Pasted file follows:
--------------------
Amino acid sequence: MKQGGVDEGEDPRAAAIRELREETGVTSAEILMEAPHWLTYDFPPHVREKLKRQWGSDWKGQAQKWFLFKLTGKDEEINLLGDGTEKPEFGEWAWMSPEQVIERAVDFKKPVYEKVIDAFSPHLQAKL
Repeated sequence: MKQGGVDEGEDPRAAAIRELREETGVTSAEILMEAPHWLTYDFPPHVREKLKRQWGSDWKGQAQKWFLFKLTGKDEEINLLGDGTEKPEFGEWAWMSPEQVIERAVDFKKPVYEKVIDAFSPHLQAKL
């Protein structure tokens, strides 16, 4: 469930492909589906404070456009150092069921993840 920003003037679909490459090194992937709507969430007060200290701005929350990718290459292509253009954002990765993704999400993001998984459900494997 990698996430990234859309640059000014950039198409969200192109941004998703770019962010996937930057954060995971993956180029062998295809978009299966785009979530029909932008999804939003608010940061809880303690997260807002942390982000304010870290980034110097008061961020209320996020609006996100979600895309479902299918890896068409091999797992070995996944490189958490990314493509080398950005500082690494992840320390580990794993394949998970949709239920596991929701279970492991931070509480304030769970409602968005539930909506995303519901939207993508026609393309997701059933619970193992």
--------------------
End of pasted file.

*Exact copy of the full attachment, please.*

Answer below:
Amino acid sequence: MKQGGVDEGEDPRAAAIRELREETGVTSAEILMEAPHWLTYDFPPHVREKLKRQWGSDWKGQAQKWFLFKLTGKDEEINLLGDGTEKPEFGEWAWMSPEQVIERAVDFKKPVYEKVIDAFSPHLQAKL
Repeated sequence: MKQGGVDEGEDPRAAAIRELREETGVTSAEILMEAPHWLTYDFPPHVREKLKRQWGSDWKGQAQKWFLFKLTGKDEEINLLGDGTEKPEFGEWAWMSPEQVIERAVDFKKPVYEKVIDAFSPHLQAKL
């Protein structure tokens, strides 16, 4: 469930492909589906404070456009150092069921993840 920003003037679909490459090194992937709507969430007060200290701005929350990718290459292509253009954002990765993704999400993001998984459900494997 990698996430990234859309640059000014950039198409969200192109941004998703770019962010996937930057954060995971993956180029062998295809978009299966785009979530029909932008999804939003608010940061809880303690997260807002942390982000304010870290980034110097008061961020209320996020609006996100979600895309479902299918890896068409091999797992070995996944490189958490990314493509080398950005500082690494992840320390580990794993394949998970949709239920596991929701279970492991931070509480304030769970409602968005539930909506995303519901939207993508026609393309997701059933619970193992």